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How Do I Choose the Best Librarian Courses?

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  • Written By: Lainie Petersen
  • Edited By: Melissa Wiley
  • Last Modified Date: 08 September 2019
  • Copyright Protected:
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    Conjecture Corporation
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If you plan to become a librarian or already are one, you may need to take librarian courses to either begin or further your career. When choosing appropriate educational options, it's important to consider where you are in your career, the skills that you need to develop, as well as your own personal circumstances in terms of being able to afford and attend courses. It's a good idea to familiarize yourself with the various sources from which you can take courses, which include schools of library science, library vendors, and professional associations. In some cases, it becomes very important to evaluate course providers when you are taking courses that could lead to an academic degree in library science, as some employers will recognize degrees accredited only by specific professional associations.

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When planning a librarian career, it is important to understand the standards for library science education in your country. In some countries, such as the United States, librarians are expected to hold a master's degree in library science. In some cases, a librarian may also be required to hold an additional master's degree in a particular subject area, particularly if the librarian is working in an academic or research environment. In addition, many employers of librarians in the United States request that job applicants hold a library science master's degree from an institution that has been accredited by the American Library Association. This requirement can vary by employer, however, and in some cases a person may be able to get library work on the basis of job experience and completing librarian courses that are not part of a degree program.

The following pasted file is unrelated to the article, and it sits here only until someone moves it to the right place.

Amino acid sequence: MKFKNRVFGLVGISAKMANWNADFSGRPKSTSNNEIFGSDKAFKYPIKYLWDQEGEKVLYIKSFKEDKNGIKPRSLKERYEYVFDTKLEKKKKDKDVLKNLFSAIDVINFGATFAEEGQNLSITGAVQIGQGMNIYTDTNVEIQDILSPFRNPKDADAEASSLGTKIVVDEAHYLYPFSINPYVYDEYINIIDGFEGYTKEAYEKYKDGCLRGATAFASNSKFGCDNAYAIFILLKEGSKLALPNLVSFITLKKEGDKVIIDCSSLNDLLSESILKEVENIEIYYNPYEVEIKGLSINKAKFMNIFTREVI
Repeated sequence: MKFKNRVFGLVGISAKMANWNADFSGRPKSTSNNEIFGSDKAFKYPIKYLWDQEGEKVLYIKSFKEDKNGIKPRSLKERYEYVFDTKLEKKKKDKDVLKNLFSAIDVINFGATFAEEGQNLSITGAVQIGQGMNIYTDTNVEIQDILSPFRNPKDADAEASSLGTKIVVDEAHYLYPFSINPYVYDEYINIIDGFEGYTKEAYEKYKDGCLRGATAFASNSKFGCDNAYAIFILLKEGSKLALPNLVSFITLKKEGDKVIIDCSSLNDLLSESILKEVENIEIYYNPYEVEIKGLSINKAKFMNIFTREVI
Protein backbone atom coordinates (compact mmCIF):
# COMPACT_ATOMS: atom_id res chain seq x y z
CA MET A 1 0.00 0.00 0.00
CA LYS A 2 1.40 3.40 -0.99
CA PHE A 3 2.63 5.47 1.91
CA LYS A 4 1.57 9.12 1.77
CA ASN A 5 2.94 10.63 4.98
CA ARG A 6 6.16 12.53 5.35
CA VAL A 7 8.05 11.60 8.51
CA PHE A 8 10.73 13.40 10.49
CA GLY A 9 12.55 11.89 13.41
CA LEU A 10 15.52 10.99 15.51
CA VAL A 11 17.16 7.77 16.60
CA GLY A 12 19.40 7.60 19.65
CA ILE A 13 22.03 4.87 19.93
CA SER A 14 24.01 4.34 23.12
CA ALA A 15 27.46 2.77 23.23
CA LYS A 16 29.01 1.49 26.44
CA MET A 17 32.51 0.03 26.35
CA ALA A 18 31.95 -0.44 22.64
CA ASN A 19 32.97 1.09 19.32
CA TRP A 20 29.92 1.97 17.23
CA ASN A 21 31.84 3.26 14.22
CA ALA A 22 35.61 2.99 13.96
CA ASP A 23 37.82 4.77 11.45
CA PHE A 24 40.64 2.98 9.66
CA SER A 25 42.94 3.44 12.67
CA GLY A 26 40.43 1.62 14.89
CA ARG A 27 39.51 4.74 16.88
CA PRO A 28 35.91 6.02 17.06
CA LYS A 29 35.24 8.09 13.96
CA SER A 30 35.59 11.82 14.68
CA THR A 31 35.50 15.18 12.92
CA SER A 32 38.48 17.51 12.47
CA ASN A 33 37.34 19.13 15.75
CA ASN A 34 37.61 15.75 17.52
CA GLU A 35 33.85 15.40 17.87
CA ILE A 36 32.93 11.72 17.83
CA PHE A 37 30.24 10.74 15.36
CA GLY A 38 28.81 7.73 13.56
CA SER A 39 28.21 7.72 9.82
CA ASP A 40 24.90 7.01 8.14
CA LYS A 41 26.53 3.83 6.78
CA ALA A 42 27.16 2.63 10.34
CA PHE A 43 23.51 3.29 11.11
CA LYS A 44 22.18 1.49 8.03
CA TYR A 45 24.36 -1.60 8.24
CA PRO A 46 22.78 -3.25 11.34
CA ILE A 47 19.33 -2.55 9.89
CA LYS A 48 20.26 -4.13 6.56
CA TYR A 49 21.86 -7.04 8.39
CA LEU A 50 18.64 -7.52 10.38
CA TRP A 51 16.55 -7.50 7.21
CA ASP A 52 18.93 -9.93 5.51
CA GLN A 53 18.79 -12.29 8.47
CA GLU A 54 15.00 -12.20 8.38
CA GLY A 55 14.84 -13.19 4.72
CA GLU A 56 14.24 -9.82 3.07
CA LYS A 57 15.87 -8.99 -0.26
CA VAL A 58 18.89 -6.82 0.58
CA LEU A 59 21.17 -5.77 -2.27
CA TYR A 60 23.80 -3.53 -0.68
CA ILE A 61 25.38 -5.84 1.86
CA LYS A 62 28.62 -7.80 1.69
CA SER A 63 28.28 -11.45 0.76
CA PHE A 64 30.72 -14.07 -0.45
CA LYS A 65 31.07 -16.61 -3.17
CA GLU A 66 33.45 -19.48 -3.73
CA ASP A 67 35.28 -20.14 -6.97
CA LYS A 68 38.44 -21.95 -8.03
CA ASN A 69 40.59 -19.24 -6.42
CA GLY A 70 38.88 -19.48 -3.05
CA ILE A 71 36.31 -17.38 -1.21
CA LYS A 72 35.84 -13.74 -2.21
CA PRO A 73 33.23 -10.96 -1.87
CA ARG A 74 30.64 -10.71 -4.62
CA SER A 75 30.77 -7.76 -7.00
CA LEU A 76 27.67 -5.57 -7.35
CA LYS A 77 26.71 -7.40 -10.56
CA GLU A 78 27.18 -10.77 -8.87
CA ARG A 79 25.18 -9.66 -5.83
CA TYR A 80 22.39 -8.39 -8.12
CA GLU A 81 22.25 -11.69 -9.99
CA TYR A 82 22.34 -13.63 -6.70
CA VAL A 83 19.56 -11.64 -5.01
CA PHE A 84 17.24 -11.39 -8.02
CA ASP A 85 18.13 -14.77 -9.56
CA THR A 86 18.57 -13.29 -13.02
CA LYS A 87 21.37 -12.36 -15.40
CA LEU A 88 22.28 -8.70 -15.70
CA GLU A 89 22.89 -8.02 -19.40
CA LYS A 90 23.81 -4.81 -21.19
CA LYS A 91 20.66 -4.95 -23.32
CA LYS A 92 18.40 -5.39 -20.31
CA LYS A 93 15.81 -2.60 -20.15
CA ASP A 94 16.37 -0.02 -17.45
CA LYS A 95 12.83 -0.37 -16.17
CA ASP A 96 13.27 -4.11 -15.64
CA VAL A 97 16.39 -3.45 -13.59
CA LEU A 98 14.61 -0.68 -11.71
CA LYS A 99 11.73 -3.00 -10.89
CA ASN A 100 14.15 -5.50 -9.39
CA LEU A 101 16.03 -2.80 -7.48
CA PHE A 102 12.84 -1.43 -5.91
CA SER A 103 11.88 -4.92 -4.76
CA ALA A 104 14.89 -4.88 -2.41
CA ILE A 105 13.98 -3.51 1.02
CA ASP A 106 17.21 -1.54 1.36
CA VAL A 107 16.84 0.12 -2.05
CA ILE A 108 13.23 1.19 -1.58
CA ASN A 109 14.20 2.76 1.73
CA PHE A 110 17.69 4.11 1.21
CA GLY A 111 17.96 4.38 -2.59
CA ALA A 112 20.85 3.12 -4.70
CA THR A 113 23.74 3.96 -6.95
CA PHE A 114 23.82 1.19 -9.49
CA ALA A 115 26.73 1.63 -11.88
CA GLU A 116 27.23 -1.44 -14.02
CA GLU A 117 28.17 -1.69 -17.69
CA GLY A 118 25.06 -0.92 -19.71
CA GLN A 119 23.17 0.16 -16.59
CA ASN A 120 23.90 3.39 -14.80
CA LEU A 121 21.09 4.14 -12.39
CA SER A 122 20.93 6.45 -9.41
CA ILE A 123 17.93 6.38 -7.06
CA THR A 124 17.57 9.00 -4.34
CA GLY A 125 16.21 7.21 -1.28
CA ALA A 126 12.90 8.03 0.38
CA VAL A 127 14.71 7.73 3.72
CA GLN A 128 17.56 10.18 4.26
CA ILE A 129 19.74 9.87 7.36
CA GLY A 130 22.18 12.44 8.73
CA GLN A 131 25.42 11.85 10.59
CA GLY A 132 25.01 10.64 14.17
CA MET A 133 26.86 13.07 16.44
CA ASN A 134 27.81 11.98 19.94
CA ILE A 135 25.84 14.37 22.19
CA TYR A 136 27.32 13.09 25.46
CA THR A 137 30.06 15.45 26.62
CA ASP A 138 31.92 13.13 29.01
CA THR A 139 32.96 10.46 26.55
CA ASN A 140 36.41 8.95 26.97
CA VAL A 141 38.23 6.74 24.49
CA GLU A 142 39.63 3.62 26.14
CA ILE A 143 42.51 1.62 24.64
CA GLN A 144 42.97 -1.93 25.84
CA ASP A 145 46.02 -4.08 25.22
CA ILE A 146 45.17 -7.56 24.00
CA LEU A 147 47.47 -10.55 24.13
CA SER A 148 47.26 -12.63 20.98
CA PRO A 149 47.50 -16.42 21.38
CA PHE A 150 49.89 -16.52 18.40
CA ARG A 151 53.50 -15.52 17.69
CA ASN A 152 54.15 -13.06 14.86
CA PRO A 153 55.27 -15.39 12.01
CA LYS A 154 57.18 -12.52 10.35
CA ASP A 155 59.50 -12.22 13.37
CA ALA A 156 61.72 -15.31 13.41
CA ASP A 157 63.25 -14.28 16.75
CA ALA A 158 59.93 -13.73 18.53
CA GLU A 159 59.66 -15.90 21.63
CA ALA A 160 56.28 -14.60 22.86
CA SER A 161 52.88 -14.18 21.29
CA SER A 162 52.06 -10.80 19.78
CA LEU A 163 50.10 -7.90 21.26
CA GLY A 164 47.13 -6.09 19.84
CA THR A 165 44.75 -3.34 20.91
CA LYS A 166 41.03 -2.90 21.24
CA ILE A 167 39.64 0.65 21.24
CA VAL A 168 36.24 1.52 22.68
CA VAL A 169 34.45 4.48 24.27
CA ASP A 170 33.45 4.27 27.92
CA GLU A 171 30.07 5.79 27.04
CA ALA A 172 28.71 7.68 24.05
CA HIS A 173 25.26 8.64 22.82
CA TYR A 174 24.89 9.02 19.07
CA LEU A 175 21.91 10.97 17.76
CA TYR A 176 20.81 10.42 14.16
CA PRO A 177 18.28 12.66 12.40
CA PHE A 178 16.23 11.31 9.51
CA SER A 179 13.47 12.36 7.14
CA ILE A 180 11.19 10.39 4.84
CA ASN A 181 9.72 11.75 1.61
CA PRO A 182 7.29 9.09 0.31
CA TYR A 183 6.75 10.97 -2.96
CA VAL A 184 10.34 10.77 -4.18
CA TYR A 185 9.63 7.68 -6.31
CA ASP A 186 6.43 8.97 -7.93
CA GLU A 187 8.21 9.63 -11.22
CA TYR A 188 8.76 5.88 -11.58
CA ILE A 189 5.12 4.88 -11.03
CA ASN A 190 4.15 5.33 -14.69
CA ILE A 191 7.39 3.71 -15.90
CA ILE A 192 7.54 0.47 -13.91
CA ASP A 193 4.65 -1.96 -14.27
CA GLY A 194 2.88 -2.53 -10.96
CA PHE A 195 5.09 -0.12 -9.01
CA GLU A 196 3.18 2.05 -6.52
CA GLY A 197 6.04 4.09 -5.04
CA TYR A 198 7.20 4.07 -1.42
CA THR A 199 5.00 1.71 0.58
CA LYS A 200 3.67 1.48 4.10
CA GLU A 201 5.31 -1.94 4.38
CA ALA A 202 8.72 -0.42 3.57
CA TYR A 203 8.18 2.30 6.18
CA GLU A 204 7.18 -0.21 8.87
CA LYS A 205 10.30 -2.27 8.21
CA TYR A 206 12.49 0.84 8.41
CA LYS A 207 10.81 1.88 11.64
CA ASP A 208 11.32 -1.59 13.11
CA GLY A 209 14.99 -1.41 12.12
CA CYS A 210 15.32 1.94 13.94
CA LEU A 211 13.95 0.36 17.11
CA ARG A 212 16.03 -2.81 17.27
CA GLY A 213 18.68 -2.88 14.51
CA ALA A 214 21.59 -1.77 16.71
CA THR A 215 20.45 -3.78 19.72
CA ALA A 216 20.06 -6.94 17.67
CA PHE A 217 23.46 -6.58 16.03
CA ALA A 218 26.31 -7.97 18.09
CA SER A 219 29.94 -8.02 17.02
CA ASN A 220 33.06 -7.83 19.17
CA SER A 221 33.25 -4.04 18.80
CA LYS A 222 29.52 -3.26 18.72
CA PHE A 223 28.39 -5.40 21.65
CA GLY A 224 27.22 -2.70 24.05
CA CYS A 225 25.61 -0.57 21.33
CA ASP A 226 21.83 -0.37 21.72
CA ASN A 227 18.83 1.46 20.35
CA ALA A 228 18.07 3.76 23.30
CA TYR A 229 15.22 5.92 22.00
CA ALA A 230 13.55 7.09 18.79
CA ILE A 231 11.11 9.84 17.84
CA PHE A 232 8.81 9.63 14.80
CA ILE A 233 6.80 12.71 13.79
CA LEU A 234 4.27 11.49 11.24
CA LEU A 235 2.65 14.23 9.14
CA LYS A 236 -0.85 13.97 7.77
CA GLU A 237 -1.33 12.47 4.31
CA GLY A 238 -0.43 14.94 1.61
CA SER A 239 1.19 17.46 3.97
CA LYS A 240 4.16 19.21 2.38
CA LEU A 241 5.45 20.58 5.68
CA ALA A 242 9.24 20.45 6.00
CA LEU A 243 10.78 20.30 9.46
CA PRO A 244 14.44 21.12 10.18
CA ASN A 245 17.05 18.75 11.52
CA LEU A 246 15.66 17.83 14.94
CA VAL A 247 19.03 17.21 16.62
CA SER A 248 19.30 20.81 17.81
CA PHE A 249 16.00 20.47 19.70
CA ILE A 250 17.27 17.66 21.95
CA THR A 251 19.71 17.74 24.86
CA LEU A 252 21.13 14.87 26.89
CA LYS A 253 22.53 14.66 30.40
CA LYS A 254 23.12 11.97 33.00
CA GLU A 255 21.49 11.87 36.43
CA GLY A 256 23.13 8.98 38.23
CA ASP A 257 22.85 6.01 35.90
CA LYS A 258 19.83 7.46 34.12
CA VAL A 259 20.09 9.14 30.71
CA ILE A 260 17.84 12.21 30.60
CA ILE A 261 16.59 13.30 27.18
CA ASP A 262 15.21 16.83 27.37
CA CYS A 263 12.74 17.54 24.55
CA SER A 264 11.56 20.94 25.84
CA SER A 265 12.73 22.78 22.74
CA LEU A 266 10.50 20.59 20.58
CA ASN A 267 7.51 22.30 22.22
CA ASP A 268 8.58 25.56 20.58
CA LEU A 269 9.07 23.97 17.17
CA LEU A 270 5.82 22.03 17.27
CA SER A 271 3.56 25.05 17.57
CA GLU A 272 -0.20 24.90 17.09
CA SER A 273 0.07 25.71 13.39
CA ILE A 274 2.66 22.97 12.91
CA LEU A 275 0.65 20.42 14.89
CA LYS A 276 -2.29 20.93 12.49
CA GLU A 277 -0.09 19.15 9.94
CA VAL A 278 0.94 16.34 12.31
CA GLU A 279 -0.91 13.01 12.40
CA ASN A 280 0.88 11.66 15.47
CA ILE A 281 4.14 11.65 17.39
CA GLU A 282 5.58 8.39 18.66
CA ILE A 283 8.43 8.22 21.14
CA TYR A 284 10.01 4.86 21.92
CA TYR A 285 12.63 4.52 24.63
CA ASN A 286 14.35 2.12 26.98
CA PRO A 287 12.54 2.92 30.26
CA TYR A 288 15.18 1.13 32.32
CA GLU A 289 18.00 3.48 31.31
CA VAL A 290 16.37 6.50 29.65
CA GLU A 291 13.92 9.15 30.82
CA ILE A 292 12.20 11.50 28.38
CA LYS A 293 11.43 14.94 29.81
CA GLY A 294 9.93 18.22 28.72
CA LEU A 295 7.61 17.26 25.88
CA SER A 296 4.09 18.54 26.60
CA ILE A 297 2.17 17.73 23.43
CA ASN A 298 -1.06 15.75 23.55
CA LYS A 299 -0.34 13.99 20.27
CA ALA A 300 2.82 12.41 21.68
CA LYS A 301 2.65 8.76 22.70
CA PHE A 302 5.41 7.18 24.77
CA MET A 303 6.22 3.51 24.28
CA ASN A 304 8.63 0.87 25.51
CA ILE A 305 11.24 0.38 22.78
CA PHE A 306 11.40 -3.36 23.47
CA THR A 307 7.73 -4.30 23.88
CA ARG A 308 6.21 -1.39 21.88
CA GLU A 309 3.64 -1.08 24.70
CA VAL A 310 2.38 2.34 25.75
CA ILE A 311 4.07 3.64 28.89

As the requirements for becoming a librarian can vary so much, it is a good idea to contact the primary professional association for librarians in your country to ask about national standards. The association can also provide you with a list of schools that are credited to provide quality library and courses to those who want to enter the profession. After you become a librarian or take a job in a library, you may wish to pursue additional education in the form of continuing education courses. These courses may be offered through library science schools, but may also be available through professional associations that offer online or in-person classes at various locations, including professional conventions and conferences.

Some vendors of various types of products for librarians, including database management systems, may also provide librarian courses. In some cases, these courses may be free if your employer purchases the vendor's products. In other cases, you may be able to take these librarian courses at a relatively low tuition. The usefulness of such courses may vary, so it is important to consider whether you believe that training on a proprietary system is something that will enhance your career or be useful to a current or future employer.

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